Let's talk PPE - for beekeeping!
An excerpt from our new Intro to Beekeeping online course, introducing you to my fellow instructor, Jim Riach, and an insight into the PPE needed to keep bees.
PPE and Beekeeping Tools
Getting stung is one of the biggest worries of any new beekeeper. Even a few years in, I still worry about being attacked by my bees and hilariously, while filming the first videos for this course, I have 4 minutes worth of footage of Kevin running away swearing as a bee got into his suit.
The good news is that it's rarely as bad as it seems. The occasional sting can and does happen (and always take precautions if you or someone working with you may have a potential bee allergy), but good protective equipment goes a long way to preventing the worst of it.
Personal Protection Equipment
Your main investment in beekeeping after the hives is your bee suit. There are a huge number of varieties on the market. You can choose from full or half suits. We have both - a half suit for quick checks or topping up feeders that are going to only minimally disturb the bees or a full suit for more intensive bee work. If you can only get one, get a full suit. If you are lucky to have a shop nearby that sells beekeeping equipment, its worth trying a few on, if you can.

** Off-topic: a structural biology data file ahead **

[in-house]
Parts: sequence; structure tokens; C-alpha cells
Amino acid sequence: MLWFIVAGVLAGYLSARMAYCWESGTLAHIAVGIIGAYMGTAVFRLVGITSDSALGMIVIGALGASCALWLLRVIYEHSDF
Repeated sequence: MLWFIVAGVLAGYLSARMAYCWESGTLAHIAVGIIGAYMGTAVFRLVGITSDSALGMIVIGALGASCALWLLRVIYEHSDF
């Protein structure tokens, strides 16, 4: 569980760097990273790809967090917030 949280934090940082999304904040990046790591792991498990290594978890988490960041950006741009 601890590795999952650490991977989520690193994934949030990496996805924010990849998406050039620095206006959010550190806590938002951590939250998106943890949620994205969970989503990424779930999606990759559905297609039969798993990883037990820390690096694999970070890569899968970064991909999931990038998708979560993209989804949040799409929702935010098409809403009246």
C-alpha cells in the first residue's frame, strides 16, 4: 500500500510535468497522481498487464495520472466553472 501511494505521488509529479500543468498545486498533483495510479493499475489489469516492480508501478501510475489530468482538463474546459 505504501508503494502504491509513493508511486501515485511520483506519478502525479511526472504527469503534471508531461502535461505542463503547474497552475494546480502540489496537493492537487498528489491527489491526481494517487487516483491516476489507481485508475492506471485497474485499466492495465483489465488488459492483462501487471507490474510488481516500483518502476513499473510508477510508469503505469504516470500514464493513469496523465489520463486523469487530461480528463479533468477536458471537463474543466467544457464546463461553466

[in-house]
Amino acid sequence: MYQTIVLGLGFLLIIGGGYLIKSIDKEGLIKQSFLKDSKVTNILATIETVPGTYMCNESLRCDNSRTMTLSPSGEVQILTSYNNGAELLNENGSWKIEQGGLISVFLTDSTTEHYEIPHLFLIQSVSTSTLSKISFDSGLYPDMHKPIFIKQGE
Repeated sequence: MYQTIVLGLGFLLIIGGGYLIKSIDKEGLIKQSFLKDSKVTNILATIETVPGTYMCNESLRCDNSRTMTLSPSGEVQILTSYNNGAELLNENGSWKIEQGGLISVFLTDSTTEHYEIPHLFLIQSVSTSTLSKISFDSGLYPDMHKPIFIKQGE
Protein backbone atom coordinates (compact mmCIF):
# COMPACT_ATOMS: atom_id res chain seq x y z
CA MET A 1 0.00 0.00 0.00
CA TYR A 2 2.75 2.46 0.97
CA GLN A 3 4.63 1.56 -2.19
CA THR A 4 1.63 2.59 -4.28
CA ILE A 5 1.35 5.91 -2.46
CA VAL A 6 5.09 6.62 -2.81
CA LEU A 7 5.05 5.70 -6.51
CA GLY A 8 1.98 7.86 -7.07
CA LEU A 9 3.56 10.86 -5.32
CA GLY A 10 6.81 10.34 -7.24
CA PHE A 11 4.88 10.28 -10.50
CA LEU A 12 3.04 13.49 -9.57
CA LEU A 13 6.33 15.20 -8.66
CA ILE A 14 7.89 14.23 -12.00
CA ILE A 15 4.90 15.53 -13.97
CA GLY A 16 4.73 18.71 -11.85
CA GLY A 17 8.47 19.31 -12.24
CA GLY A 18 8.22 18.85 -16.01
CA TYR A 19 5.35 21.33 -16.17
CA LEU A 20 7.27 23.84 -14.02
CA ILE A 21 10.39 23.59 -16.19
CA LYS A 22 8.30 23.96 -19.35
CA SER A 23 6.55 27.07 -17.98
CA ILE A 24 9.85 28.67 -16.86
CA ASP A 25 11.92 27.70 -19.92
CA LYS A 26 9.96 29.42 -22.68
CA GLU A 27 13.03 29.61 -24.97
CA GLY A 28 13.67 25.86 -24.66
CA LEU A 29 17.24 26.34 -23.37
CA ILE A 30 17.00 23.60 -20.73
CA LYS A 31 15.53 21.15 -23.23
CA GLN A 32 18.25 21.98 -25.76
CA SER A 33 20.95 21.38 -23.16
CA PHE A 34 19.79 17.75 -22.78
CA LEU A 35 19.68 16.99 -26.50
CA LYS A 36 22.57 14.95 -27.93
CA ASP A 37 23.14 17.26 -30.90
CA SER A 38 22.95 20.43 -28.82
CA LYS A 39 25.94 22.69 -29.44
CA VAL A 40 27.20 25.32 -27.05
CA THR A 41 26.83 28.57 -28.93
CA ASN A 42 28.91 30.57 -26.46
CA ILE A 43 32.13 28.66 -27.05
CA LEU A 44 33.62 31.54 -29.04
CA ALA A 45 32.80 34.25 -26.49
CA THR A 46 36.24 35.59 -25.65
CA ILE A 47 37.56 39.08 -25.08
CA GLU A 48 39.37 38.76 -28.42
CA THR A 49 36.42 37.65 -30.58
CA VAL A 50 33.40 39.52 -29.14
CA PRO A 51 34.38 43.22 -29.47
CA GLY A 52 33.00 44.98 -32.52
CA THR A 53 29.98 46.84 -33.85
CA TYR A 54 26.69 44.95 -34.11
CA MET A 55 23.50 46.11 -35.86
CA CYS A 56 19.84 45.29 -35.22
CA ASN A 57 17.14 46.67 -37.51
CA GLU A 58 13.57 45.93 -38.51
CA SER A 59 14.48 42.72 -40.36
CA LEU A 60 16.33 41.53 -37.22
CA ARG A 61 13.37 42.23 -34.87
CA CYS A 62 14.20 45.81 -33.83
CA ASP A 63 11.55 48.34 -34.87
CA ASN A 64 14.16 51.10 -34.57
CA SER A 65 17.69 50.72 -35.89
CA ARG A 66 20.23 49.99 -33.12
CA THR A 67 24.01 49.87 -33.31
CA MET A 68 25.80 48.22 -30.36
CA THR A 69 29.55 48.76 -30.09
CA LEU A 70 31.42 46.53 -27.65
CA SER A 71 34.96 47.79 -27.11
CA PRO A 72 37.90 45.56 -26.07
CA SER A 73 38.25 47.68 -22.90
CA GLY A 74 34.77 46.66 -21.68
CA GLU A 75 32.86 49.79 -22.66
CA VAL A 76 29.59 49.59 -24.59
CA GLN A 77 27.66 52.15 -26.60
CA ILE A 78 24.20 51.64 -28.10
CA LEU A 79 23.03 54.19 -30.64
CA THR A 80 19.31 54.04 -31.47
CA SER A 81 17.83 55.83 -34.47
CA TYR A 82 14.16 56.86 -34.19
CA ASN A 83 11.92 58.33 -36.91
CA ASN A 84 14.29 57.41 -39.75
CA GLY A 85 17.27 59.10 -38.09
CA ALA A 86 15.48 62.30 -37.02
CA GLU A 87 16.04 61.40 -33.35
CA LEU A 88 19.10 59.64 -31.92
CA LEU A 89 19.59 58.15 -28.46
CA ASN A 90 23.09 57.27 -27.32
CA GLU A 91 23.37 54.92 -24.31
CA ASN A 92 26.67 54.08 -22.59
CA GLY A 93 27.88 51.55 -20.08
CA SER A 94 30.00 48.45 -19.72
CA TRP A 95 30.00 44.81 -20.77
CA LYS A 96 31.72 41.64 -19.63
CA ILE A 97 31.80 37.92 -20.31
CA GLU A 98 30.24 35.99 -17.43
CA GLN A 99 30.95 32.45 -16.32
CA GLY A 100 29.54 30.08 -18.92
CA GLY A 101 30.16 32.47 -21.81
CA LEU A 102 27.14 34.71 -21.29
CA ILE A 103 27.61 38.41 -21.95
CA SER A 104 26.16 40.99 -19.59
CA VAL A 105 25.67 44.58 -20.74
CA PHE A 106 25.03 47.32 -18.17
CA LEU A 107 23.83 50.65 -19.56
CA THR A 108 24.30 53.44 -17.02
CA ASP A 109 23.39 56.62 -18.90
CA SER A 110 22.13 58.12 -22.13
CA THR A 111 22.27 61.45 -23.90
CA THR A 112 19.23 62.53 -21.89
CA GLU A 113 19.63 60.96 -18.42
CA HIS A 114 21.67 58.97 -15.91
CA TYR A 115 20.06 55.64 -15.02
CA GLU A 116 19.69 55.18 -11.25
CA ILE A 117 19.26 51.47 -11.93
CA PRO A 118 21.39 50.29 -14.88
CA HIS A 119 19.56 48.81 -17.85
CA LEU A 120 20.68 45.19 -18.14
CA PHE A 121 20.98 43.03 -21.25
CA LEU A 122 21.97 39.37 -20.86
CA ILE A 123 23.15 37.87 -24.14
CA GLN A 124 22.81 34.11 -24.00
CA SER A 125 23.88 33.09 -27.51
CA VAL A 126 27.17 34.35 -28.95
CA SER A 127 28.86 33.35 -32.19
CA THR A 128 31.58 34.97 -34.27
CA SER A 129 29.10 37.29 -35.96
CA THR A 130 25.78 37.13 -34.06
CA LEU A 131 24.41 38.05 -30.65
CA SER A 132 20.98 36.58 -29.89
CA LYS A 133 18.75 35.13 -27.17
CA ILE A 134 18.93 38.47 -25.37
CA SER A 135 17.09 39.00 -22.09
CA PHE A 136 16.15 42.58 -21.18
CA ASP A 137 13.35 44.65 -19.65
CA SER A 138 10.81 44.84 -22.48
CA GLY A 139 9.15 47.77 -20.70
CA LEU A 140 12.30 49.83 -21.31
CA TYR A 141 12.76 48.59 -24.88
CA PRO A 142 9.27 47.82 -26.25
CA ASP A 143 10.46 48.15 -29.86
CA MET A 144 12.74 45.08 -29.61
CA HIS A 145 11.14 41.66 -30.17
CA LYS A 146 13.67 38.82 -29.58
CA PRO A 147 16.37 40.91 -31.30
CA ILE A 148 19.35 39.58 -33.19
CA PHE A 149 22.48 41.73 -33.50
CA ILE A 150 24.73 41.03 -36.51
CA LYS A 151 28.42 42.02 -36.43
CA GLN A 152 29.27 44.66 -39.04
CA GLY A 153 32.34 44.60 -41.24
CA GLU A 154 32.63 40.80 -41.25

Your suit should come with an integral or zipped in bee veil. This allows you to see what you are doing, without bees bombing your face.
Beekeeping gloves are another good investment. These tend to have thin leather hands with longer cuffs that you can tuck your bee suit into. You can also use marigolds/rubber gloves, but bees can more easily sting through those.
Boots or Wellies
Good footwear is another essential. Boots or wellies will not only protect your feet, but also offer your legs protection. Bees crawl up, so you want to be sure your bee suit is tucked into your socks or welly boots.
Tools for Beekeeping
In addition to your PPE, you will need to grab a few small tools that will aid you in keeping your bees.
This is a hand brush with very soft bristles that you can use to gently sweep bees out of your way.
A smoker is a small kettle-like tool with an air pump on it, that is filled with cardboard, pellets or pine needles (or other highly smoking materials). When bees sense smoke, they gorge themselves on honey and are less likely to attack the beekeeper.
Find out more about our Intro to Beekeeping online course and purchase here